“Don’t judge a book by its cover,” goes the old saying. Well, don’t judge a museum exhibit by its name.
Before I arrived at The John & Mable Ringling Museum of Art to tour Michele Oka Doner’s show, “The True Story of Eve,” I assumed it was going to be some kind of feminist rant using objects. (Not that there’s anything wrong with that, to quote Jerry Seinfeld.)
I was wrong. While “The True Story of Eve,” the artist’s first solo exhibition at The Ringling, invokes the name of the world’s first female, it seems more like a temple of a goddess who presided over Earth before humans came and messed everything up.
When I got the chance to interview Doner by phone, I used my allotted time to talk about her life and how she created the paper, wood, ceramic, bronze and glass works from the 1960s to the present that are on display in Sarasota. We didn’t talk feminism or politics.
“The True Story of Eve,” which runs at the Monda Gallery through June 2, doesn’t have a catalog or an artist’s statement, despite the fact that Doner is remarkably articulate. But her works make a powerful statement on their own about the quickly disappearing paradise we call Florida.
Born in 1945, Doner grew up in Miami Beach and was immersed in an artistic and political environment from the moment she emerged from the womb. Her grandfather, Samuel Heller, was a painter, and her father, Kenneth Oka, was elected a judge and mayor of Miami Beach.
The family’s high profile in Miami Beach has continued with Oka Doner, who has been designated Guardian of the City of Miami Beach’s Great Banyan Tree and represents Miami Beach as Ambassador for Arts and Culture.
At the age of 12, Oka Doner began a year-long independent study of the International Geophysical Year, a global project that actually lasted 18 months, from July 1, 1957 to Dec. 31,1958. The book of drawings, writings and collages that she put together as an adolescent became a template that would inform her later projects.
In addition to documenting the environment, Oka Doner worked to preserve the social history of Miami Beach from the 1920s to the 1960s, in a book she co-authored with Mitchell Wolfson Jr. Titled “Miami Beach: Blueprint of an Eden,” the book is considered a classic of social history, according to Oka Doner’s biography on the Wiki.
Clearly, the theme of paradise lost has been guiding Oka Doner’s work for a long time.
Even if you’re not a student of art or social history, no doubt you’ve seen Oka Doner’s work if you’ve traveled through the Miami International Airport. Her 1995-99 installation, “A Walk on the Beach” and its followup, “A Walk on the Beach: Tropical Gardens” (1996–2010) is on display there. More than a mile long, the piece containing 9,000 bronzes embedded in terrazzo with mother-of-pearl is one of the largest artworks in the world.
Despite the fact that her art memorializes disappearing nature, Oka Doner is an optimist with a sardonic sense of humor. Discussing whether she will be able to find a newspaper article once it’s published, she quips, “Print is in remission.”
Oka Doner’s reverence for the natural world doesn’t preclude her from using state-of-the-art technology to create her artworks.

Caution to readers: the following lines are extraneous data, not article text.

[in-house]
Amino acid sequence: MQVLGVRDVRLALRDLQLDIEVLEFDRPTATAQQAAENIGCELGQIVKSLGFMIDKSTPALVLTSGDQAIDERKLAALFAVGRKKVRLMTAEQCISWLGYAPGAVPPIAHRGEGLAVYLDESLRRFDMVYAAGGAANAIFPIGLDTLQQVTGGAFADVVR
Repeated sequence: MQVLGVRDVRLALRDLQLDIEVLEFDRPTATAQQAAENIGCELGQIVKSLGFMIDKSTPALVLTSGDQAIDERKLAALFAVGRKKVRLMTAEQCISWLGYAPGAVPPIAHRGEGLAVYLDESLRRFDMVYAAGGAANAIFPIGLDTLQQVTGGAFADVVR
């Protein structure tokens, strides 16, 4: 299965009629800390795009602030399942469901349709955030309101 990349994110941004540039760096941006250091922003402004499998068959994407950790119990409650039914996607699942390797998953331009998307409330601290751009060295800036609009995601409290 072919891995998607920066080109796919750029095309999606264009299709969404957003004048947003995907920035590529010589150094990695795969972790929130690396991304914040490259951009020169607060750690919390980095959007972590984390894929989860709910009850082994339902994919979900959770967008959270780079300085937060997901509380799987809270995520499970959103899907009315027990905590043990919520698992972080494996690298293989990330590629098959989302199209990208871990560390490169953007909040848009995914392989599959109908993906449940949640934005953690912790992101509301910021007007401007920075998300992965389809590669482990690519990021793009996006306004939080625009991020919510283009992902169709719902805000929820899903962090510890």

She’s used CAD (computer-aided design) to impose an image of an aspen from France on a large wall in Aspen, Colorado.
A wooden bench that you can sit on in The Ringling’s Monda Gallery was digitally cut, Oka Doner says. “You can’t deny the future but you can help shape the future,” she says.
Oka Doner’s show at The Ringling came about in a circuitous fashion. Her art was introduced to Sarasota by Gertrude Kasle, a Detroit gallerist who gave Oka Doner her first exhibition. Kasle, who died in 2016, was a mover and shaker in Detroit’s contemporary art scene in the 1960s and 1970s.
Kasle had a second home in Sarasota and she gifted one of Oka Doner’s pieces to The Ringling. Not long after Ola Wlusek was named curator of modern and contemporary art at the museum in 2018, she found Oka Doner’s work in a storage closet.
After Wlusek included Oka Doner’s piece in a show of art from The Ringling’s collection, the two began a conversation about the potential for a solo show by Oka Doner in Sarasota. Wlusek selected 80 pieces for the exhibition.
None of the artworks, which range from massive drawings to decorative vases, was created new for “The True Story of Eve,” Oka Doner says. They were created during the 60-year period from the 1960s to the 2020s, she says.
Don’t call the show a retrospective, though. Artists don’t like to use that word as long as they’re alive and still working.
Because of the long period of time and the breadth of media encompassed by “The True Story of Eve,” Oka Donner said she decided against writing a statement. “How do you explain 60 years?” she asks.
Pressed to describe her work, Oka Doner says, “There’s no organizing principle. I’m a hunter/gatherer. I know where to find things.” She notes that she might pick up some grapes in the street near her SoHo studio in New York City that were squashed by a truck.
So is her art made from salvaged objects? No. “Salvage implies an intention to save,” she says. “I’m not saving them from anything. I’m picking them up, examining them, liking the color and enjoying the moment.”
After you leave the Oka Doner show, take time to wander the grounds of The Ringling. Savor the moment. There is still a patch of paradise left in fast-growing Sarasota.
Monica Roman Gagnier is the arts and entertainment editor of the Observer. Previously, she covered A&E in Santa Fe, New Mexico, for the Albuquerque Journal and film for industry trade publications Variety and The Hollywood Reporter.